The vibe at Glencairn at registration is both relaxed and exciting. | Photo: Ant Grote

It’s best to stay at Glencairn the night before

We stayed at Glencairn the night before our event, the Adventure, began. This is the race start venue, so it’s very convenient and reduces the stress involved in staying off site and all the pre-race panic that can involve. It’s an extra fee, but cheaper than regular accommodation, with dinner and breakfast, and so worth it.

Stage 1 is harder than you think/remember

Knowing that I’m about 65% of my potential stage race condition, I avoided riding too hard early on the 89km leg from Glencairn to Mackenzie Club. “It’s a long way to go, let’s just ride steady,” I said to Cade every now and then when we were tempted to pedal hard. Surprisingly, Cade began to cramp just before the second water point and had to stop twice briefly to regain his composure. We just hadn’t done many rides over four hours. We managed to finish in just under five hours, but our TSS/Effort scores on our devices were higher on that stage than the others.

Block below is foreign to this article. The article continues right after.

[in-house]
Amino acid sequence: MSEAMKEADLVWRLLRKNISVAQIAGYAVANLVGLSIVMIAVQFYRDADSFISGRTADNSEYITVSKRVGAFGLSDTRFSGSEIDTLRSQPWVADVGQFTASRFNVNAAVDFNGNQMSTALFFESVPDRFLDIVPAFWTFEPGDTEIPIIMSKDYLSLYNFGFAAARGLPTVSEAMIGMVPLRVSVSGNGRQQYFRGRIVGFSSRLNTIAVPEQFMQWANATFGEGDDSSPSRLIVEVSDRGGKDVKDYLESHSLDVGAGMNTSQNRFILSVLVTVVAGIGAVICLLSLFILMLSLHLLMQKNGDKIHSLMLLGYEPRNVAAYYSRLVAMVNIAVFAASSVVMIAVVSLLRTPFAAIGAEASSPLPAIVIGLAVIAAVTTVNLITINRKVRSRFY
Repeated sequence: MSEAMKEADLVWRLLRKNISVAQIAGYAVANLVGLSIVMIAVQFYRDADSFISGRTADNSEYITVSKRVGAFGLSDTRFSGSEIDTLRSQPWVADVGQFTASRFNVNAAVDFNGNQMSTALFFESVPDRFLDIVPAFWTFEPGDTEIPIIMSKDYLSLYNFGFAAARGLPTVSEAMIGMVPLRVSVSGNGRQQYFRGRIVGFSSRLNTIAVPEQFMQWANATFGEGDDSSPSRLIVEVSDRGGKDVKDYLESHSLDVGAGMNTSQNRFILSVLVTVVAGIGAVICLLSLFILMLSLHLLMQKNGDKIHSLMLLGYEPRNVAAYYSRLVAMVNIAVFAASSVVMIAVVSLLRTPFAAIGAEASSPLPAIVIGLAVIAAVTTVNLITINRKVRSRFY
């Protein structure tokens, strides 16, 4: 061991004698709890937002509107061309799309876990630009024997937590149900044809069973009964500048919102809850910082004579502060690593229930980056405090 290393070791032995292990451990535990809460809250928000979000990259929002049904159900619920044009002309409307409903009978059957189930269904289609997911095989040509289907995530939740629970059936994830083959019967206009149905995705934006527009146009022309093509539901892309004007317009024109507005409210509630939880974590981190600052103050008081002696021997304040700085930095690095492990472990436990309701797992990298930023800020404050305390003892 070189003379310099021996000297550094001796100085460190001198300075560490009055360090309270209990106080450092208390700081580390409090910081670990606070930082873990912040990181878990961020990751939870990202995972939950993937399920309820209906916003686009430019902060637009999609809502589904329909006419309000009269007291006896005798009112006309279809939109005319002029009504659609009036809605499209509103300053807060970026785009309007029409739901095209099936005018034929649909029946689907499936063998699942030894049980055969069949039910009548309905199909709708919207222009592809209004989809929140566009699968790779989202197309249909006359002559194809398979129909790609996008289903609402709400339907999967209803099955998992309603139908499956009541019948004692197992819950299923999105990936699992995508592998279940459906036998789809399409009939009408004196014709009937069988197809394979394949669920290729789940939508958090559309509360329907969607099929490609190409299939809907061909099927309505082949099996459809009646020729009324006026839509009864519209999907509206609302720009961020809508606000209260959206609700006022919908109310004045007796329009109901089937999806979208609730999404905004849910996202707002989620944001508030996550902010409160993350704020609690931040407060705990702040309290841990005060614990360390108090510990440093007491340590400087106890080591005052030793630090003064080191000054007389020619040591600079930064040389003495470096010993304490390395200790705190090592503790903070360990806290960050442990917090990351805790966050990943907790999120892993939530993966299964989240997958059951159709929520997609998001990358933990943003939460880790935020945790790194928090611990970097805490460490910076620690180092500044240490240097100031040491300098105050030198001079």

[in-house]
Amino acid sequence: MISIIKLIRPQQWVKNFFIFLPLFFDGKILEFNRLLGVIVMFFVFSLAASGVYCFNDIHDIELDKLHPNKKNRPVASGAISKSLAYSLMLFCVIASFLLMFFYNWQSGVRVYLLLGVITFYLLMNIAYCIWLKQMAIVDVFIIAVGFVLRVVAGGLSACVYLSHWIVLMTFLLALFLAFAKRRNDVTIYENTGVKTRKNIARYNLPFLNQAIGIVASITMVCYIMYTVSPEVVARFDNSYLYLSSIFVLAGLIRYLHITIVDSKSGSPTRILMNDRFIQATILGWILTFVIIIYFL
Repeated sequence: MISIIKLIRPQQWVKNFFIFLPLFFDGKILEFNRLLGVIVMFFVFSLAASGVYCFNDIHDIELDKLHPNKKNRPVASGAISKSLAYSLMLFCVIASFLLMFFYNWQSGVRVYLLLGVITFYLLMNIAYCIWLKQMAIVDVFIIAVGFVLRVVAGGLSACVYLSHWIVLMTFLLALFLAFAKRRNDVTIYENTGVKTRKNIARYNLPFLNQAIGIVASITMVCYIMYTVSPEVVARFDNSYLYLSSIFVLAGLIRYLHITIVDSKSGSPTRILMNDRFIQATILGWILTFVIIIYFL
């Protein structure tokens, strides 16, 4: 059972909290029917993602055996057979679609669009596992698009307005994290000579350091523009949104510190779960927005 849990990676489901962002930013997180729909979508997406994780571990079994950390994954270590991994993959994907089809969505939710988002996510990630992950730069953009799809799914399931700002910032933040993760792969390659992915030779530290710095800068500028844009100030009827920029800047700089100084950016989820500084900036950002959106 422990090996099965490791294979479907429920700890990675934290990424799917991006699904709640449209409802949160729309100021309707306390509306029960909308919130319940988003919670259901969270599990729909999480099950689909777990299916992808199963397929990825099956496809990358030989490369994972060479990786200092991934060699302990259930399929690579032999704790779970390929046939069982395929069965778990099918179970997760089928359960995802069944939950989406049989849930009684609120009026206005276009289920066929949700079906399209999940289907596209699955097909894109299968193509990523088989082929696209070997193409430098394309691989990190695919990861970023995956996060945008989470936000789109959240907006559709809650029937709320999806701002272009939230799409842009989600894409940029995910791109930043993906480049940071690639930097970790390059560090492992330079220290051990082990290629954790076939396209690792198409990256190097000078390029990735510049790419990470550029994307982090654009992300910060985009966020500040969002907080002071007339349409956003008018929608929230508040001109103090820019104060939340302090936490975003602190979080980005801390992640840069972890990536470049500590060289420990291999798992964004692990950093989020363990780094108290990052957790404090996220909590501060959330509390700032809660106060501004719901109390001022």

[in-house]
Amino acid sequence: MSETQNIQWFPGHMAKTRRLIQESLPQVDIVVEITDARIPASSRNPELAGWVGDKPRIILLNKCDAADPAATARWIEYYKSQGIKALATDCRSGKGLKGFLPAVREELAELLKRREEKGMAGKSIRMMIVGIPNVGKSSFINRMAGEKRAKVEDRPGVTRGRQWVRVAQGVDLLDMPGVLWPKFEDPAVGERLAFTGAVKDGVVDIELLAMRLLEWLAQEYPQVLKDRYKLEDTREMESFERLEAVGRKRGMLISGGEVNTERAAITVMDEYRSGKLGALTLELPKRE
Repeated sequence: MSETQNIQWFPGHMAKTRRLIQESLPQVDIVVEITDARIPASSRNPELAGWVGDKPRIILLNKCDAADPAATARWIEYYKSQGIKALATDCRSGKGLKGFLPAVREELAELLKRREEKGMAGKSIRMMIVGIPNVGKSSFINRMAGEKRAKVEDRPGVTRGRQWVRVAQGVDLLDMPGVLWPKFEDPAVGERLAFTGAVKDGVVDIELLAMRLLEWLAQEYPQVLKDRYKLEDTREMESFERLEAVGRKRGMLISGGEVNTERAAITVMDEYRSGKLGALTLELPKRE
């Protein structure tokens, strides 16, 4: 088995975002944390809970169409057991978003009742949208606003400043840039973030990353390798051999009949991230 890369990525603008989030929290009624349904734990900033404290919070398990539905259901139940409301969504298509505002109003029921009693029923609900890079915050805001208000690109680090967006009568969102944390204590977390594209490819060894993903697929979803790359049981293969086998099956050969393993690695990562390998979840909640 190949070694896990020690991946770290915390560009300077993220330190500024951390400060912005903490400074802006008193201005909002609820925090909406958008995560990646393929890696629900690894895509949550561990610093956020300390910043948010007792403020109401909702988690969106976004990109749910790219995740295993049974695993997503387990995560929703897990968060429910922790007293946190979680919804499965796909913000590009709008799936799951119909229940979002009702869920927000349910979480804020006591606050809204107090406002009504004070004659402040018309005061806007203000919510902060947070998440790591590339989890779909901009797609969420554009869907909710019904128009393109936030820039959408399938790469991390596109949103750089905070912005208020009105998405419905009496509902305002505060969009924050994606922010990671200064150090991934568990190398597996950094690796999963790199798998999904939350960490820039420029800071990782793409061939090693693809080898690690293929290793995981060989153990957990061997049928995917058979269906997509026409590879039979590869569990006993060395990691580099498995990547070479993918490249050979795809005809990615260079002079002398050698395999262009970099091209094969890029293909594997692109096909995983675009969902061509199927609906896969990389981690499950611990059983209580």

The new Stage 1 finale is better

Although some disagree with me, I feel the new route from the second Water Point to the finish of Stage 1 is better than the previous route. Yes, there’s actually a lot of steady climbing, but your surroundings change regularly, which is both distracting and interesting. And there’s some fast descending near the end. I think it’s a winner!

I asked Cade a few questions about this first part of the experience:

What did you think of the preparation and training? It was a commitment for sure. But I feel like it wasn’t super rigid. We definitely could have put more hours in on our long rides, but we were trying to build up steadily and enjoy the rides as much as possible.